Today the United States celebrates Independence Day, which is why banks and stock exchanges in the country will be closed. In this regard, especially during the American trading session, trading volume is expected to be low. However, a sharp short-term increase in volatility in a thin market cannot be excluded. Today's macroeconomic calendar is bereft of important releases. Thus, trading activity is subdued. At the moment of preparing this article, the US dollar index (DXY) was trading at 104.84, the level at which today's trading day began.
The US dollar is still taking the lead in financial markets, while major US stock indices remain under pressure from expectations of the Fed's further monetary policy tightening. Investors are opting for the greenback. It continues to gain value, sparking interest from strategic investors who prefer a stable, almost guaranteed long-term income. The dollar is also in demand as a safe-haven asset, thus putting pressure on other traditional safe-haven assets such as the yen, gold, and US government bonds. Their yield declined last week due to slight growth in demand for government bonds, but it continues to remain at a level not seen in more than three years. Thus, the yield on the benchmark 10-year Treasury note is currently 2.889%, corresponding to the level posted in December 2018. Gold also fell to the mark of 1,800.00 dollars per ounce. Notably, the metal spent most of last year near that balance line.
Market participants are awaiting the Fed's further interest rate hike to 4.0%. This was stated by New York Federal Reserve President John Williams last week. The policy maker said he supports raising the Fed's benchmark interest rate to a range of 3% to 3.5% by later this year and around 3.5% to 4% next year. He also added that at the July meeting of the regulator (July 26 and 27), officials would consider another 75 basis-point increase, or a 50 basis-point hike.
The Fed is pursuing the most aggressive tightening of monetary policy in decades, rapidly winding down stimulus measures that have fueled inflationary pressures. The central bank's measures are aimed primarily at fighting inflation, which has hit the highest rate in four decades.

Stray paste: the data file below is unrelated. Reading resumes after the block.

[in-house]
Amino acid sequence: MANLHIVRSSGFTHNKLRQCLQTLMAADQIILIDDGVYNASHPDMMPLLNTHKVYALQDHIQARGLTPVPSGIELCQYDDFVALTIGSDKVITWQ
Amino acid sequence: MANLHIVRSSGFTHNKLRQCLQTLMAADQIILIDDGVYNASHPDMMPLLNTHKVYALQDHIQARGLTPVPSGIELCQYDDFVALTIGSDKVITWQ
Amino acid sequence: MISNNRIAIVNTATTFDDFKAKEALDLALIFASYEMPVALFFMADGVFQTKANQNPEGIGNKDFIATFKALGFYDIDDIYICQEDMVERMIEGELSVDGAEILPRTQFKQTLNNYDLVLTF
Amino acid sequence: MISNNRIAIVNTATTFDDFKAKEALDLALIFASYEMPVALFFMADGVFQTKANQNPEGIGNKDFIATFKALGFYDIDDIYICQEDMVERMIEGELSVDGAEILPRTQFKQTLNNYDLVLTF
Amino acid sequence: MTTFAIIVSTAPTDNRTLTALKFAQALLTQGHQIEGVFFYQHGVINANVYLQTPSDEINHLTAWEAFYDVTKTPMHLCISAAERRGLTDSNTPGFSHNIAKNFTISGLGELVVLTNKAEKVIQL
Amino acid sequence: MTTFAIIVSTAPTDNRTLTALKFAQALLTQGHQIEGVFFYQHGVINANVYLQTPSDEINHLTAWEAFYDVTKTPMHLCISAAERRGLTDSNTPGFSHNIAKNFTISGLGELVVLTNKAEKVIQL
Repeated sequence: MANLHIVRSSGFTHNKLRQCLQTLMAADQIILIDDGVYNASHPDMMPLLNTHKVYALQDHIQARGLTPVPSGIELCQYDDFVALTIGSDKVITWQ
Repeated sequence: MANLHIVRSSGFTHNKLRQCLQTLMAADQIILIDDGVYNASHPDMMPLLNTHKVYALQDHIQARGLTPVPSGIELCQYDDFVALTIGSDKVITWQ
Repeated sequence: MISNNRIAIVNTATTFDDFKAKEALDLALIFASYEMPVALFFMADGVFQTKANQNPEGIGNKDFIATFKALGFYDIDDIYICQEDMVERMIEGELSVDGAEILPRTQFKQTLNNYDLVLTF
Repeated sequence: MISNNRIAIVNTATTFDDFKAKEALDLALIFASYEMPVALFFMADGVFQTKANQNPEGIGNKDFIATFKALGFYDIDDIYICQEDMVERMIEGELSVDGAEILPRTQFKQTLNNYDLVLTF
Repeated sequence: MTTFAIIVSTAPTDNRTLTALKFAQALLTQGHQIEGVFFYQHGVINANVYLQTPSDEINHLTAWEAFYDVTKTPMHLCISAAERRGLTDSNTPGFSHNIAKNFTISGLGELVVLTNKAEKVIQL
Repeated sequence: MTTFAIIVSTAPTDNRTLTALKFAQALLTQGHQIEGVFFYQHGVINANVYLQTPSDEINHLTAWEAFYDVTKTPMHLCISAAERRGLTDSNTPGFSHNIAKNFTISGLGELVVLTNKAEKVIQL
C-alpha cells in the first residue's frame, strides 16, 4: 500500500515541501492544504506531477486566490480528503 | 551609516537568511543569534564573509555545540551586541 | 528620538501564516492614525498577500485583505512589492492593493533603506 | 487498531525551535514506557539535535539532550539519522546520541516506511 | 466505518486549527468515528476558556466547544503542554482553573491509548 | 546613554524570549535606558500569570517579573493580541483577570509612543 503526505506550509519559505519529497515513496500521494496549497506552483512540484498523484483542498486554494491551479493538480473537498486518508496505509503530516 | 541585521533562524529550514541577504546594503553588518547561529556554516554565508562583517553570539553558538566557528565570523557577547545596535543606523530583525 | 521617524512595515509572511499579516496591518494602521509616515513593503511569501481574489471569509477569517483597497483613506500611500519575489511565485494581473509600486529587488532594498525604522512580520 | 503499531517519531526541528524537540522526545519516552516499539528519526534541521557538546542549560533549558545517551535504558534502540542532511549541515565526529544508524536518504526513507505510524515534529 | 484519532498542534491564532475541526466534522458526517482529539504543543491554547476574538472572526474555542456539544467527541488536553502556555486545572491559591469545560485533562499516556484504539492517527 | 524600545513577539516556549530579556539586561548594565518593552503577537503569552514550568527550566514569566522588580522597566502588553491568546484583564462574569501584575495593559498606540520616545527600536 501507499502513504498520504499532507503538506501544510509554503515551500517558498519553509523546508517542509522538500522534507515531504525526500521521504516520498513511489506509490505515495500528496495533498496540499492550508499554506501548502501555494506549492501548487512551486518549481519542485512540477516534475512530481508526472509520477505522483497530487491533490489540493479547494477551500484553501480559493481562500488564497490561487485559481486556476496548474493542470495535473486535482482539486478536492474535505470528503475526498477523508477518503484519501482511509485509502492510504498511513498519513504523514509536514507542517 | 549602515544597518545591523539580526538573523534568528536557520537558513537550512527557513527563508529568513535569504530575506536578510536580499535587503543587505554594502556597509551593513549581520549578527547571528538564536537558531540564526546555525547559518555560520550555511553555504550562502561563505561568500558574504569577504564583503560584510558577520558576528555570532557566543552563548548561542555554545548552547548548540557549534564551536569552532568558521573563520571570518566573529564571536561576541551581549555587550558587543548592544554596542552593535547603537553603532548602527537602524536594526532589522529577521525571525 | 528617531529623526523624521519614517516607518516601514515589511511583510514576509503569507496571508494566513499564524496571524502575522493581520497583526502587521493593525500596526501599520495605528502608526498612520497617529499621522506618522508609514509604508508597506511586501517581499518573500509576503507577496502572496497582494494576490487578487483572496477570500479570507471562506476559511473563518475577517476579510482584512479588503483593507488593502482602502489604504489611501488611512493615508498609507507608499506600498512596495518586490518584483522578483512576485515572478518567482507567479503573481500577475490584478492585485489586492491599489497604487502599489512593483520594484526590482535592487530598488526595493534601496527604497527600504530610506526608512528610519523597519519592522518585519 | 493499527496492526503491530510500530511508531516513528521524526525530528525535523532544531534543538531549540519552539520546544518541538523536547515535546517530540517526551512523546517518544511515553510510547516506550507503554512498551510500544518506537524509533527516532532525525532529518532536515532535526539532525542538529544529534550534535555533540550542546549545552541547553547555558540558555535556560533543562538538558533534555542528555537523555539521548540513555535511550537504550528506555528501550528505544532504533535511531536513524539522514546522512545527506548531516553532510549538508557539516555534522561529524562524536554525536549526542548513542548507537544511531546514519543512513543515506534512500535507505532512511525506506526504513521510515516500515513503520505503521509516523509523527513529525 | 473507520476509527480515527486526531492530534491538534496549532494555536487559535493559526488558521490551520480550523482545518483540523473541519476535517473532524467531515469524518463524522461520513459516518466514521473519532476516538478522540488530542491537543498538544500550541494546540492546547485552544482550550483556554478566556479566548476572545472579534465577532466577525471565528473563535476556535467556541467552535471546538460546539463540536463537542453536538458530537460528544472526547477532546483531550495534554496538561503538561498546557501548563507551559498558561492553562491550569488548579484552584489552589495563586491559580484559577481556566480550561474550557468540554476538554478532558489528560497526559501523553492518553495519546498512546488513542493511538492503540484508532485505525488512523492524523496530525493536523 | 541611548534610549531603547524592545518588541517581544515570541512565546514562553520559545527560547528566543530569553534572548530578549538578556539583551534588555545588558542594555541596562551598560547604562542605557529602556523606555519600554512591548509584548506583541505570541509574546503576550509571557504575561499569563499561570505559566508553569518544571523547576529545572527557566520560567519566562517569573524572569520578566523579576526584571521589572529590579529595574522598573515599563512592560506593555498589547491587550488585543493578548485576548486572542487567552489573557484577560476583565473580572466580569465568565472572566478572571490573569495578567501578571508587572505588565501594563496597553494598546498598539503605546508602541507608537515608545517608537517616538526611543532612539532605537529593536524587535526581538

"Inflation is much too high and we understand the hardship it is causing. We are strongly committed to bringing inflation back down," Fed Chairman Jerome Powell said at a press conference following the May meeting. Currently, the Fed interest rate is at 1.75%, and market participants expect the regulator to increase it further.
As for the US stock market, its major indices (the S&P 500, the Dow Jones Industrial Average, and the Nasdaq 100) have posted heavy losses this year, after reaching record highs at the very end of last year.
At the moment of preparing this material, the S&P 500 index (#SPX) was trading around 3,821.00 mark, having recovered from the strongest fall since the beginning of the year to the key support level of 3,645.00, which separated the long-term bullish trend from the bearish one.
Despite the current upward correction, market sentiment on the S&P 500 and the entire US stock market remains bearish. Investors prefer the US dollar.
Volatility in financial markets is expected to pick up again tomorrow after the Reserve Bank of Australia announces its decision on interest rates. The more unexpected the decision of the regulator, the stronger market volatility will be.